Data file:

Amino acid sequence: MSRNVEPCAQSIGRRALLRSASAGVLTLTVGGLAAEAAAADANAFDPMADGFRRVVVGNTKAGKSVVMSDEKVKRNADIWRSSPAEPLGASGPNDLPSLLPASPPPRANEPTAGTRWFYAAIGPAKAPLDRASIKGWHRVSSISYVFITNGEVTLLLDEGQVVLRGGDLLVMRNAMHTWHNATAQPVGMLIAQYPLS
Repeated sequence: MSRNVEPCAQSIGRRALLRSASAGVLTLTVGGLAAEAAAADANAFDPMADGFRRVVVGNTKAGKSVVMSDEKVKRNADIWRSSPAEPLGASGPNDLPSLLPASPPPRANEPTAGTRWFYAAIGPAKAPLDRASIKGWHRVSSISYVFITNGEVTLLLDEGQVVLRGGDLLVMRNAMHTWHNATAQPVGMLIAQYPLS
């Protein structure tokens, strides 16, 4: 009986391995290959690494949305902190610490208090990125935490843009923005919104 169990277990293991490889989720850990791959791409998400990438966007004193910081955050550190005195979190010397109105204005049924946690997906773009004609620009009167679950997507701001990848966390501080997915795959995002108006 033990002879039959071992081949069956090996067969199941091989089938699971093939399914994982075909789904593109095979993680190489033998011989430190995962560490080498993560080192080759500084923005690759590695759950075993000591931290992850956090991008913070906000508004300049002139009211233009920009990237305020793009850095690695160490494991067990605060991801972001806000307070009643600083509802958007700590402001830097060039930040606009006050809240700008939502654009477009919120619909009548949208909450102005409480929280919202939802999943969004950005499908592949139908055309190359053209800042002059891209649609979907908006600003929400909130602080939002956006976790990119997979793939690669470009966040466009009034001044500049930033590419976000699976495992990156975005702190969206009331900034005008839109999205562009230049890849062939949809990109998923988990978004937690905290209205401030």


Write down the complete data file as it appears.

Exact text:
Amino acid sequence: MSRNVEPCAQSIGRRALLRSASAGVLTLTVGGLAAEAAAADANAFDPMADGFRRVVVGNTKAGKSVVMSDEKVKRNADIWRSSPAEPLGASGPNDLPSLLPASPPPRANEPTAGTRWFYAAIGPAKAPLDRASIKGWHRVSSISYVFITNGEVTLLLDEGQVVLRGGDLLVMRNAMHTWHNATAQPVGMLIAQYPLS
Repeated sequence: MSRNVEPCAQSIGRRALLRSASAGVLTLTVGGLAAEAAAADANAFDPMADGFRRVVVGNTKAGKSVVMSDEKVKRNADIWRSSPAEPLGASGPNDLPSLLPASPPPRANEPTAGTRWFYAAIGPAKAPLDRASIKGWHRVSSISYVFITNGEVTLLLDEGQVVLRGGDLLVMRNAMHTWHNATAQPVGMLIAQYPLS
């Protein structure tokens, strides 16, 4: 009986391995290959690494949305902190610490208090990125935490843009923005919104 169990277990293991490889989720850990791959791409998400990438966007004193910081955050550190005195979190010397109105204005049924946690997906773009004609620009009167679950997507701001990848966390501080997915795959995002108006 033990002879039959071992081949069956090996067969199941091989089938699971093939399914994982075909789904593109095979993680190489033998011989430190995962560490080498993560080192080759500084923005690759590695759950075993000591931290992850956090991008913070906000508004300049002139009211233009920009990237305020793009850095690695160490494991067990605060991801972001806000307070009643600083509802958007700590402001830097060039930040606009006050809240700008939502654009477009919120619909009548949208909450102005409480929280919202939802999943969004950005499908592949139908055309190359053209800042002059891209649609979907908006600003929400909130602080939002956006976790990119997979793939690669470009966040466009009034001044500049930033590419976000699976495992990156975005702190969206009331900034005008839109999205562009230049890849062939949809990109998923988990978004937690905290209205401030």